BLACKSMITHING

Introduction
Blacksmithing transforms metals in its physical structure and appearance by heating and hammering. In this brief, materials are restricted ferrous metals, that is, the range of irons and steels. The smithy contains five main things to aid the blacksmith in their work. There needs to be a heat source or hearth to get the material red hot to be able to mould it. There must be a cooling system close to hand, not Figure 1: The Azagarafa Blacksmith Society of only for quenching material when it Azagarafa village in the North Darfur region of has been worked, but also as a Sudan. Photo: Practical Action. safety aspect in case of embers rising/ or burning taking place while the blacksmith is working. Experience is critical to the skilled smith: skills still require practise. The essentials for blacksmithing are: • A means of heating. • A means of rapid cooling. • Support for the work pieces. • Shaping and deforming implements. • Work material.

Heating
A form of heating hearth or forge is needed in which a fire can be maintained. Forced air will be required to assist in the generation of sufficient heat for workpieces to reach at least forging temperature, say 1000° and preferably C welding heat which is another 100/2000° higher C depending on the materials involved. The hearth can be formed by a stone or brick structure or a metal table structure. A hood or chimney is required when the hearth is indoors. Ideally, the hearth should be at least 2m (6') deep and 2m (6') wide. The hearth needs a strong stone slab or iron plate along the working ledge which should be a little lower than domestic table height from the ground, a tall smith would benefit from having this height increased still further so as to reduce fatigue. Traditionally bellows are used to supply air piped through the left hand side of the furnace, if the smith is right handed, through an iron tube.

Figure 2: A man working his forge blower. Photo credit: Zul / Practical Action.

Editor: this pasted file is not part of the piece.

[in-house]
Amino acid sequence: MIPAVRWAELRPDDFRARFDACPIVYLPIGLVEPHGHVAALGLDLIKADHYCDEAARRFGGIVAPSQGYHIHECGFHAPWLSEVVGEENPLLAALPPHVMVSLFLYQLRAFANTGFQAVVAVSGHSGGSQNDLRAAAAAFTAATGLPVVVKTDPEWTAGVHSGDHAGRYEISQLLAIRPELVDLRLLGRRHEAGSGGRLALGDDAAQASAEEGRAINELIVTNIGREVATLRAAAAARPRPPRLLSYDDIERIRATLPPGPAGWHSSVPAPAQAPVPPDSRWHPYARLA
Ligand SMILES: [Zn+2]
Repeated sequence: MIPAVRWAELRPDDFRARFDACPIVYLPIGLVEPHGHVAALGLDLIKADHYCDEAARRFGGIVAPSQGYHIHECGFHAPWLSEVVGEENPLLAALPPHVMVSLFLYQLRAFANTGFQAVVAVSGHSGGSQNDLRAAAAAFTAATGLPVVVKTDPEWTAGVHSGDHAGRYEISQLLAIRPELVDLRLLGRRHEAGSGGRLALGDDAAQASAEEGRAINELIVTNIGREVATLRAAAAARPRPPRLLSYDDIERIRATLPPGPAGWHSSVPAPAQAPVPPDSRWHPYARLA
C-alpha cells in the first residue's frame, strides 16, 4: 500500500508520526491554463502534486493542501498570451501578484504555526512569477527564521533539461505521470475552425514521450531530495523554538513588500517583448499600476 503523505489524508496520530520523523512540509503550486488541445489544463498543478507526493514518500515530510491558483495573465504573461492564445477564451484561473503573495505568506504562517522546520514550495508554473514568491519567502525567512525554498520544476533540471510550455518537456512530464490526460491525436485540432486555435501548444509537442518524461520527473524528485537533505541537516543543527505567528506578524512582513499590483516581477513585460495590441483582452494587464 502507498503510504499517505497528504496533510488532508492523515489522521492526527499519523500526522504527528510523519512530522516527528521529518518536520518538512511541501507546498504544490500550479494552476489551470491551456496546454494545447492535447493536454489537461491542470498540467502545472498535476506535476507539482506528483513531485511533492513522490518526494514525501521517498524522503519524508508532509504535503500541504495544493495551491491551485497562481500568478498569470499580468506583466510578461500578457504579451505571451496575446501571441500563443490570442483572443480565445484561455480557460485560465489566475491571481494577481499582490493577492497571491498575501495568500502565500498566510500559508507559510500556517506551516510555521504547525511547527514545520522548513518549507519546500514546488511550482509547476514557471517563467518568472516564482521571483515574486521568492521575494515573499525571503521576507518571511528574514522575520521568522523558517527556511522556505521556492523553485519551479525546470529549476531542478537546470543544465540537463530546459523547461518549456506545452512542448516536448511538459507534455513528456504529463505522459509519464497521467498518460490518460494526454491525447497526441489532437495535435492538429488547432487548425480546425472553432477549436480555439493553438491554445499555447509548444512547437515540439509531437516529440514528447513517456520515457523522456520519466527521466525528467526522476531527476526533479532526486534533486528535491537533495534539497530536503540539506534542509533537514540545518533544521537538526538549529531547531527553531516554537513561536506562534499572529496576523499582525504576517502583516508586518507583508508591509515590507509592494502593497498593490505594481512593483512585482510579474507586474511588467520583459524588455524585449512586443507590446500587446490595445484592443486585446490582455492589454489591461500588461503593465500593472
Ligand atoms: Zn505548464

which also helps to improve natural draught slightly. more recently. Cooling and Quenching The water trough – As mentioned earlier it is important to have a bucket or trough close at hand not only for quenching but also in case of burning. The bucket should be large enough to totally immerse all pieces of work easily. The heating medium can be charcoal if clean walnut-size gas coke is not available.Blacksmithing Practical Action A pair of bellows or. to allow air to be blown into the fire. in case hot coals are dropped or flash fires occur. which may have become mixed with the fuel. not wood. Quite sophisticated tubes exist in some countries: English smiths have water-cooled ones traditionally called tueirons. The volume of the trough should be at least 25 litres (5 Gallons UK) so this is possible. The important thing to note about oil and therefore the design of the oil container is that the oil can some times catch fire. 2 . needs to be fitted into the forge via iron tubes. either outside or somewhere else in the smithy. ceramic tubes can be used without a cooling system. Figure 2b: The blower Figure 2a: The forge and water called Tueirons The traditional bellow and some crank fans require manual input. It should not be situated by any other combustible objects. So the main use for the water is to quench the hot steel to cool or temper it. (Fire only usually occurs when there is insufficient oil and so it is heated up and begins to burn) The container holding the oil should be situated in a separate place. which can be shut depriving the flames of oxygen should the oil catch fire. It is important to note that the forge and oil container should both be surrounded by metal flooring. If coke is used always screen it first by using a fine mesh riddle so as to separate coke dust and physical impurities. Because of this the container should have a hinged lid. Always keep the fire free from clinker: as soon as the essential heating area becomes too hot. another option is an electric fan where available. Most smiths-suspend a coke guard over the arch of the hearth. Alternatively. an air fan. clinker is formed and this needs carefully removing with the aid of a poker without losing the fire altogether. which needs to be quenched. The oil container – This container should be about the same size as the trough as it will be used for the same material. There are various types of fan.